Uses of dagger blades? Share your dagger pics (fixed, OTFs, historical, etc.)

Discussion in 'General Knife Discussion' started by DangerZone98, Oct 16, 2020.

  1. DangerZone98


    Dec 7, 2019
    Do you find these knives practical for everyday use? Say for house chores, at work, or while camping. I’m a single-edged kind of guy, so I’m curious what the gentlemen here think of daggers. I can see that the exotic ones would make fine additions to one’s collection and would make great heirlooms.

    One potential disadvantage I see is having no dull spine to press against when carving or making feather sticks.
  2. E.D.C.

    E.D.C. Gold Member Gold Member

    Nov 7, 2016
    Daggers are designed and used for piercing clothing and skin in offensive/defensive situations, usually in a Military or law enforcement context.

    So I feel like it's safe to say that most people will find little use for one in daily life.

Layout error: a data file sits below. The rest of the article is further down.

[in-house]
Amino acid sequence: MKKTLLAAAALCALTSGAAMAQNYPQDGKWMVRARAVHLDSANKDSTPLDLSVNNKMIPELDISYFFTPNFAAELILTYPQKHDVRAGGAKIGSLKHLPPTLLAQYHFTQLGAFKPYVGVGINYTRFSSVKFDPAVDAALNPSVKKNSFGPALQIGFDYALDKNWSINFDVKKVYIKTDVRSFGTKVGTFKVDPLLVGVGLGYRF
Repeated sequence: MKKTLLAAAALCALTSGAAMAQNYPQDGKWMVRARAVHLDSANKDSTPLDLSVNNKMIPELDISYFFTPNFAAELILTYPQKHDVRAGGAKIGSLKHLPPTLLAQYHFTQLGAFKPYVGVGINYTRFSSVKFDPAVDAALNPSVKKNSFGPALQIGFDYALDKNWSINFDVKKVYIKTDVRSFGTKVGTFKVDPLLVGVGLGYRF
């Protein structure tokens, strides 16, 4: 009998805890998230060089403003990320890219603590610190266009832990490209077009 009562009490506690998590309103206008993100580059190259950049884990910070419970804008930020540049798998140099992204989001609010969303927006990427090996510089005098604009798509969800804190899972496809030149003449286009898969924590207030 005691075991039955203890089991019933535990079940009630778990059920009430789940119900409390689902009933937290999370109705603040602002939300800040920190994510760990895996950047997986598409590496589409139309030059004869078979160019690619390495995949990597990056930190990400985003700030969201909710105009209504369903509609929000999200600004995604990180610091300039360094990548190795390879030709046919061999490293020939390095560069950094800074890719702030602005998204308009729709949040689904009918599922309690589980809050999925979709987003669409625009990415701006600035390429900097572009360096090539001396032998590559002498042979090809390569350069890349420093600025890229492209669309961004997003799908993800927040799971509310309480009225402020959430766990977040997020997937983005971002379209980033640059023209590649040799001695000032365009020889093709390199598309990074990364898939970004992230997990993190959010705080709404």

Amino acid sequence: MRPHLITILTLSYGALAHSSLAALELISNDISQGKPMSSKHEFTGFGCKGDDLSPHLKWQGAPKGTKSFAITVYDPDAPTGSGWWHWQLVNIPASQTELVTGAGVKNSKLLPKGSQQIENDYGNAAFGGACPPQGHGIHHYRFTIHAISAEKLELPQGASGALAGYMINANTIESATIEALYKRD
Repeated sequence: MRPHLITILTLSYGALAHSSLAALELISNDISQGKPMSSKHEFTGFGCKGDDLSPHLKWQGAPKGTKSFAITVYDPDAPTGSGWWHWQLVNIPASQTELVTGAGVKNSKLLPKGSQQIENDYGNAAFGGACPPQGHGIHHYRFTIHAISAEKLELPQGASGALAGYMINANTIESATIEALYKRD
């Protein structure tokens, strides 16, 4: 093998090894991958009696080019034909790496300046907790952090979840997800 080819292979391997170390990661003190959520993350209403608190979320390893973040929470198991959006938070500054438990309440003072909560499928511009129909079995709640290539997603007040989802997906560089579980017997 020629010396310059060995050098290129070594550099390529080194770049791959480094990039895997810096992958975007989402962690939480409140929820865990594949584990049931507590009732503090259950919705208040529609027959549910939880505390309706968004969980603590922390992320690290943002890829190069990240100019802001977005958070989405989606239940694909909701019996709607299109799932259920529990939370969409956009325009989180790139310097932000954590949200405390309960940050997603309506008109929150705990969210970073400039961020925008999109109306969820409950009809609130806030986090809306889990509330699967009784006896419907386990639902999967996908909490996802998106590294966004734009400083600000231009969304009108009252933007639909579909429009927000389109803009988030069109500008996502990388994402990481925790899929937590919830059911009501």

That said, I own many and love them dearly.
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  3. DocJD


    Jan 29, 2016
    :) Daggers are purpose built SD / fighting knives .

    They can still be used somewhat to cut stuff for regular utility use , but the steep angle double edge is not at all convenient for this . :(

    Furthermore , most daggers are not very good at slicing . Although great for just stabbing .

    Some broader blade models , like the Cold Steel Taipan are the exception in that they can slash fairly well . :cool::thumbsup::thumbsup:
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  4. not2sharp

    not2sharp Gold Member Gold Member

    Jun 29, 1999
    Daggers can offer the advantage of a second edge. You can dull one side, then flip it over and use the fresh edge on the other side.